Tuesday, March 3, 2015

Brief Intro to Structures in Fortran

In Matlab, the cell variable type can be very useful.  For those not familiar, a cell (in Matlab) is kinda like a variable inside a variable.  For instance I could have a cell called FieldVariables.  There are 4 elements inside this cell: 1 each for pressure, density, Vx, Vy.  Each of these 5 cell elements has Nx by Ny elements inside relating to the value of the variable at the gridpoints.  This can be a convenient way to collect related data while incurring minimal overhead.

In Fortran, something similar can be done in the form of structures.  A structure allows you to define a custom variable type that can be used similarly integer by coding integer:: i .  It's maybe not exactly the same.

For this example, I need a variable named PointsInCell
Inside PointsInCell, I want to store variables associated with x and y gridpoints.  So, at every gridpoint I want to store:
1) an integer counter NumInCell
2) an allocatable integer array called pIndex
3) an integer called pcounter

I want to do this because NumInCell, pIndex, and pcounter are all related to information local to a specific cell and it's convenient later in the code to have them all collected together.  So first, I define a type that declares NumInVox, pIndex, and pCounter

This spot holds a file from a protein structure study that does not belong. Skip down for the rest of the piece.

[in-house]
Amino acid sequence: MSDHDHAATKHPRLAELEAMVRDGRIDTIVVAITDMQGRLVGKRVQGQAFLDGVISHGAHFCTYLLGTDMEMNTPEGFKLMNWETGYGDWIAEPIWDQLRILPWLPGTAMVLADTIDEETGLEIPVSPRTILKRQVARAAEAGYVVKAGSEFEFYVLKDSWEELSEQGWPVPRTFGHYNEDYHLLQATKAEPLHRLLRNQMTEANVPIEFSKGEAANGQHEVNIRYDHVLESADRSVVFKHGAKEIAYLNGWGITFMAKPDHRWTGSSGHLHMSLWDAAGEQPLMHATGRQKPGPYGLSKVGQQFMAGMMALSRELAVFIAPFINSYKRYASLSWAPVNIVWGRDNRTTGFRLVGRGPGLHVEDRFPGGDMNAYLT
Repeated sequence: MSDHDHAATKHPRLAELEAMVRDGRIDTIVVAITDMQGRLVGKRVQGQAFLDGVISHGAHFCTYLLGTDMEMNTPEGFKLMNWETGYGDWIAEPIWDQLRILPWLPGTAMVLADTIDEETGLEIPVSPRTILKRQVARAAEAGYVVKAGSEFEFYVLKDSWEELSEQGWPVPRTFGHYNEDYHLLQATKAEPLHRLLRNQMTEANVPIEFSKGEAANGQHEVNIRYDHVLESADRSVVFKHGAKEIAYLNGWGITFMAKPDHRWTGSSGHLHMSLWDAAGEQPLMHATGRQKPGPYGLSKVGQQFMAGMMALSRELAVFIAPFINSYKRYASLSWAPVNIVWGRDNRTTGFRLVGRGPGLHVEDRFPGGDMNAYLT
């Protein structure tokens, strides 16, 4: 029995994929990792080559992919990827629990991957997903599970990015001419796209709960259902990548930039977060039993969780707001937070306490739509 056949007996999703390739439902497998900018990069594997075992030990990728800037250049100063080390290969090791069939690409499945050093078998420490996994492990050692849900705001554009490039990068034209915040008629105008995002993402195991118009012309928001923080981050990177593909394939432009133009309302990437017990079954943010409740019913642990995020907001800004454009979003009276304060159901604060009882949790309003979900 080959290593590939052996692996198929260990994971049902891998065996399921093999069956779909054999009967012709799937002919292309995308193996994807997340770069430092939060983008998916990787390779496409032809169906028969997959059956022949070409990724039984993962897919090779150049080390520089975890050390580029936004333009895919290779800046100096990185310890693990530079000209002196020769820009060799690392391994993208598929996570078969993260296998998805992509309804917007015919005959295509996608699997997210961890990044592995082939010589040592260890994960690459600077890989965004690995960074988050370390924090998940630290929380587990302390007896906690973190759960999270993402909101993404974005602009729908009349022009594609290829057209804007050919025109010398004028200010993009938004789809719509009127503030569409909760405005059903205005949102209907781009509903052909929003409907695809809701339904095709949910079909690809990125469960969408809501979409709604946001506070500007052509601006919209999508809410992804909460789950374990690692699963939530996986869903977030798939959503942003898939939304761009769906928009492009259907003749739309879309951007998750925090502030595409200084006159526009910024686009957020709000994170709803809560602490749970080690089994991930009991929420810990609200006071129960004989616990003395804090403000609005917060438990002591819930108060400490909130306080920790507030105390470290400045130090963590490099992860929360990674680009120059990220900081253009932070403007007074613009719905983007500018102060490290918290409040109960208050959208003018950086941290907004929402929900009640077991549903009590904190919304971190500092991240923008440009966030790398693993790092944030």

type CellIndex
        ! Contains:
        integer:: NumInCell ! # points in each Cell
        integer,dimension(:),allocatable:: pIndex ! array storing index of all points in Cell
        integer:: pcounter ! # counter for dynamic array sizing
end type
this takes care of defining what is to be stored AT each gridpoint

Next, I define another type to define the gridpoints where CellIndex will be stored:

type Cells
        type(CellIndex),dimension(:,:),allocatable:: Cell ! each element contains NumInVox, pIndex
end type

This defines the variable Cell as rows and columns were CellIndex will be stored

Lastly, I want to define a single variable that will contain all this information

type(Cells):: PointsInCell

Now to allocate these variables in the structure

allocate(PointsInCell % Cell(yNum,xNum))
do i=1,yNum,1
        do j=1,xNum,1
            allocate(PointsInCell % Cell(i,j) % pIndex(10))
        end do
end do
PointsInCell % Cell(:,:) % pcounter = 10

so if I want to change the pcounter at Cell(10,20) to 20, I'd write
PointsInCell % Cell(10,20) % pcounter = 20

the percent sign defines another level deeper in the structure.

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